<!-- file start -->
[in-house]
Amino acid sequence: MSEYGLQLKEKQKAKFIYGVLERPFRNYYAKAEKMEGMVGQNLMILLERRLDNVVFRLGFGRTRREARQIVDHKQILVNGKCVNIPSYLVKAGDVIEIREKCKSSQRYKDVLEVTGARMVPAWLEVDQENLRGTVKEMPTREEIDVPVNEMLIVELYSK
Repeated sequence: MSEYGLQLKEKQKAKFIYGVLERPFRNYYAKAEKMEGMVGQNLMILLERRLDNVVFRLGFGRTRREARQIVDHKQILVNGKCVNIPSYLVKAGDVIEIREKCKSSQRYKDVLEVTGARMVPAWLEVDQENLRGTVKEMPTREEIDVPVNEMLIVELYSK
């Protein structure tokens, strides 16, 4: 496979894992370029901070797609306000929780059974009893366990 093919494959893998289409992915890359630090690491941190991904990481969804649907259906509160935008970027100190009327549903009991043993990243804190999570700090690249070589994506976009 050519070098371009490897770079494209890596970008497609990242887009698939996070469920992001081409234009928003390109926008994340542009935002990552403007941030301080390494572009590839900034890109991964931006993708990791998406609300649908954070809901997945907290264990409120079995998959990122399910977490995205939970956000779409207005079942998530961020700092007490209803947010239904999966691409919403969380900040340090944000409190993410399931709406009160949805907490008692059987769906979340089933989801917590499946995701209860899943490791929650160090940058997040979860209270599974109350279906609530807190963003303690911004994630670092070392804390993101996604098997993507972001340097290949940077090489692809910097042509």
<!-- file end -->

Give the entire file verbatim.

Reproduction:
[in-house]
Amino acid sequence: MSEYGLQLKEKQKAKFIYGVLERPFRNYYAKAEKMEGMVGQNLMILLERRLDNVVFRLGFGRTRREARQIVDHKQILVNGKCVNIPSYLVKAGDVIEIREKCKSSQRYKDVLEVTGARMVPAWLEVDQENLRGTVKEMPTREEIDVPVNEMLIVELYSK
Repeated sequence: MSEYGLQLKEKQKAKFIYGVLERPFRNYYAKAEKMEGMVGQNLMILLERRLDNVVFRLGFGRTRREARQIVDHKQILVNGKCVNIPSYLVKAGDVIEIREKCKSSQRYKDVLEVTGARMVPAWLEVDQENLRGTVKEMPTREEIDVPVNEMLIVELYSK
């Protein structure tokens, strides 16, 4: 496979894992370029901070797609306000929780059974009893366990 093919494959893998289409992915890359630090690491941190991904990481969804649907259906509160935008970027100190009327549903009991043993990243804190999570700090690249070589994506976009 050519070098371009490897770079494209890596970008497609990242887009698939996070469920992001081409234009928003390109926008994340542009935002990552403007941030301080390494572009590839900034890109991964931006993708990791998406609300649908954070809901997945907290264990409120079995998959990122399910977490995205939970956000779409207005079942998530961020700092007490209803947010239904999966691409919403969380900040340090944000409190993410399931709406009160949805907490008692059987769906979340089933989801917590499946995701209860899943490791929650160090940058997040979860209270599974109350279906609530807190963003303690911004994630670092070392804390993101996604098997993507972001340097290949940077090489692809910097042509």